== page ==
The local head of US hosting giant Rackspace has risked provoking indignation among start-ups for claiming that Australia is “off the radar” of US technology firms investing in overseas markets.
Rackspace, a US technology service provider worth $US7.5 billion, has announced the launch of a Sydney data centre in an effort to win corporate and government clients.
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The company is also committed to the Australian start-up scene, having launched the Rackspace Startup Program here. The program offers free cloud hosting for start-ups associated with Startmate, Pollenizer and BlueChilli.
NSW Deputy Premier Andrew Stoner, who attended the launch of the date centra, described the move as “fantastic news for the state’s reputation globally as the nation’s ICT and digital hub”.
According to Mark Randall, country manager of Rackspace for Australia and New Zealand, Australia is seen as a less lucrative market, which is why the investment wasn’t made earlier.
“I wish it had been earlier of course,” Randall told The Australian Financial Review.
“I think Australia is often off the radar more than it should be in that the technology world is US-centric so for most US tech companies what they’re hearing about is China, India and the big growth in those markets.”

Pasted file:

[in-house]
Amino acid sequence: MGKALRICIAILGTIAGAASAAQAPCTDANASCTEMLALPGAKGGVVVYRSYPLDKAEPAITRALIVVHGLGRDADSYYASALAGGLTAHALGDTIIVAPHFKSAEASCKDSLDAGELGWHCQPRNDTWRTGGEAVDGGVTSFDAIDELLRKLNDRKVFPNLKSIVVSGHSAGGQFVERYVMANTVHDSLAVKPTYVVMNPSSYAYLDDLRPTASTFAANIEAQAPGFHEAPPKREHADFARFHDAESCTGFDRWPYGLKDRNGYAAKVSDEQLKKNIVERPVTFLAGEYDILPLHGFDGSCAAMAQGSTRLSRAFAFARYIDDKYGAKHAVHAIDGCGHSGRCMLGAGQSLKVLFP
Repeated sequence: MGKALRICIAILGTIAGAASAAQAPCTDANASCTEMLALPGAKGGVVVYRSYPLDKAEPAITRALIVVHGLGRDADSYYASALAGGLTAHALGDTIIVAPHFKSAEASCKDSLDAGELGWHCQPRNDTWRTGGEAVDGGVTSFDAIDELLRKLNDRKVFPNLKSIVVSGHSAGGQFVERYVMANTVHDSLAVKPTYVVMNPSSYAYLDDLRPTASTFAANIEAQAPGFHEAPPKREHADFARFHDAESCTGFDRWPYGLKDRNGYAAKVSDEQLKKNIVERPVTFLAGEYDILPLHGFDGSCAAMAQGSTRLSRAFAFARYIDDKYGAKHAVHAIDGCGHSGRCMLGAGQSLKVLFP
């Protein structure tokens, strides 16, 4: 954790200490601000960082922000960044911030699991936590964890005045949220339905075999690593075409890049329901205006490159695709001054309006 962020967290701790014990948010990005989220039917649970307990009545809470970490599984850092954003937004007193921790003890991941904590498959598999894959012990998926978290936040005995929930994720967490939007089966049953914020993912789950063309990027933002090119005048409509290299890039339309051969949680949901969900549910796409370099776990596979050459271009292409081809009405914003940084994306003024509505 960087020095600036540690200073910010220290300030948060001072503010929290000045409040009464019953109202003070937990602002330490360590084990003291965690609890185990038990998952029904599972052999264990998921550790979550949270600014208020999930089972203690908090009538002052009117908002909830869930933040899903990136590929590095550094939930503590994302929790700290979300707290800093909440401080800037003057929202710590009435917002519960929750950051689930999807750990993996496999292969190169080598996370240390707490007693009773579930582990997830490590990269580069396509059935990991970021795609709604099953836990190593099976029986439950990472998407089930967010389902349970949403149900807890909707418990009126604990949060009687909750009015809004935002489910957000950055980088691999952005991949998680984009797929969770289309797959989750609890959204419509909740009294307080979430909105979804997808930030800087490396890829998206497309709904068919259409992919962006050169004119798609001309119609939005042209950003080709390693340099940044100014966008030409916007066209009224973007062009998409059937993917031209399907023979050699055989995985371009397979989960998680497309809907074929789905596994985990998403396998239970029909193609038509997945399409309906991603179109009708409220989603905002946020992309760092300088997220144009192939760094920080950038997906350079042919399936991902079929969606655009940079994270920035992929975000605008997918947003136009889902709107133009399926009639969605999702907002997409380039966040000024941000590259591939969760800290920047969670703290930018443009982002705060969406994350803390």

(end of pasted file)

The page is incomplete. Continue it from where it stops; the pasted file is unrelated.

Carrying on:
“Australia has not enough of the mind share, which I think is unfair when you look at the share of the cloud services and IT services market Australia is bigger than China or India.”
In addition, Randall said it cost much more to do business in Australia than overseas.
“Our bandwidth [internet and data] costs are five times what they are anywhere else in the world and our labour costs are pretty much double,” he said.
Mick Liubinskas, co-founder of tech seed fund Pollenizer, told StartupSmart Rackspace is a huge company, so their understanding of the local market would be fairly accurate.
Having said that, Liubinskas says the number of Australian start-ups securing foreign investment is increasing.
“Accel Partners have [recently] made three investments [in Australian companies] and Retail Me Not sells globally,” he says.
“From what I’m hearing investors are looking at us as undervalued but they’re looking at that as opportunities.”
Liubinskas says entrepreneurs “don’t get de-motivated easily”, so negative commentary has little impact. He also believes Australian companies are often more realistic about their prospects.
“We know we’re not Silicon Valley or Israel but we’re producing good companies regardless. We’re playing on a world stage… The job’s there to be done,” he says.
“We have great access to US investors – we just have to prove we’ve got good stories. My feeling is that in the next 12 months there will be a few significant wins.”
“We’re working towards being a world player – we’re certainly not lying dormant – and I’m really excited about the next 12 months.”